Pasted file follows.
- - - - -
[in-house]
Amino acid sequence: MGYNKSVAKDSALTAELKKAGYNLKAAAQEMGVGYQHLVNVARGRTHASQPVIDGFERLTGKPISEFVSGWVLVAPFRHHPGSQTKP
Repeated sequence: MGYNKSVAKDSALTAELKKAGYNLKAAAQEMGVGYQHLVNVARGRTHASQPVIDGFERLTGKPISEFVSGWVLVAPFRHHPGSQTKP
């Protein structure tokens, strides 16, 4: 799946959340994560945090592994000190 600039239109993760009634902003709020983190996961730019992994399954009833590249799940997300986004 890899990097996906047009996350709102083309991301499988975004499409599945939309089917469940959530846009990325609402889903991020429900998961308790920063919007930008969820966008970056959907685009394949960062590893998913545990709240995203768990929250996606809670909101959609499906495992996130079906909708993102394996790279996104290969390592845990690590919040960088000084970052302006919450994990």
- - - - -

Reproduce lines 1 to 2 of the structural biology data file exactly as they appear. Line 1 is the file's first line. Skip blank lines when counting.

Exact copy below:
[in-house]
Amino acid sequence: MGYNKSVAKDSALTAELKKAGYNLKAAAQEMGVGYQHLVNVARGRTHASQPVIDGFERLTGKPISEFVSGWVLVAPFRHHPGSQTKP